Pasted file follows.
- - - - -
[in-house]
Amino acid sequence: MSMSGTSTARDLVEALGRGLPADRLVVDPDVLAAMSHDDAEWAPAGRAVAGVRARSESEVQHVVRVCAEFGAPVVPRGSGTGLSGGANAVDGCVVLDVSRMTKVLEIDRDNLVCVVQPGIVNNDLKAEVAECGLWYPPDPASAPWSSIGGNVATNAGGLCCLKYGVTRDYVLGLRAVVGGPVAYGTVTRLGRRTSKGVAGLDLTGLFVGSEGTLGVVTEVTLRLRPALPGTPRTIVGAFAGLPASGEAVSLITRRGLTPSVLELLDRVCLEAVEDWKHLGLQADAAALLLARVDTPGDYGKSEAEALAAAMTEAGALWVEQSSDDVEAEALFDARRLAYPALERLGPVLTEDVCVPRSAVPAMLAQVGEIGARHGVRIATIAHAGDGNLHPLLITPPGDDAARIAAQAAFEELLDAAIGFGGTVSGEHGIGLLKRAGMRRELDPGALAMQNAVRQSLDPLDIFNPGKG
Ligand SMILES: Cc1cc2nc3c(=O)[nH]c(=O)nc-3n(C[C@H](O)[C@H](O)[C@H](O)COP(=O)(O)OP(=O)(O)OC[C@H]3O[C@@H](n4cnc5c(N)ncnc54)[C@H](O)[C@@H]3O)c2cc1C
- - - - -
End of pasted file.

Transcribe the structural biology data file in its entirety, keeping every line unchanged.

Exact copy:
[in-house]
Amino acid sequence: MSMSGTSTARDLVEALGRGLPADRLVVDPDVLAAMSHDDAEWAPAGRAVAGVRARSESEVQHVVRVCAEFGAPVVPRGSGTGLSGGANAVDGCVVLDVSRMTKVLEIDRDNLVCVVQPGIVNNDLKAEVAECGLWYPPDPASAPWSSIGGNVATNAGGLCCLKYGVTRDYVLGLRAVVGGPVAYGTVTRLGRRTSKGVAGLDLTGLFVGSEGTLGVVTEVTLRLRPALPGTPRTIVGAFAGLPASGEAVSLITRRGLTPSVLELLDRVCLEAVEDWKHLGLQADAAALLLARVDTPGDYGKSEAEALAAAMTEAGALWVEQSSDDVEAEALFDARRLAYPALERLGPVLTEDVCVPRSAVPAMLAQVGEIGARHGVRIATIAHAGDGNLHPLLITPPGDDAARIAAQAAFEELLDAAIGFGGTVSGEHGIGLLKRAGMRRELDPGALAMQNAVRQSLDPLDIFNPGKG
Ligand SMILES: Cc1cc2nc3c(=O)[nH]c(=O)nc-3n(C[C@H](O)[C@H](O)[C@H](O)COP(=O)(O)OP(=O)(O)OC[C@H]3O[C@@H](n4cnc5c(N)ncnc54)[C@H](O)[C@@H]3O)c2cc1C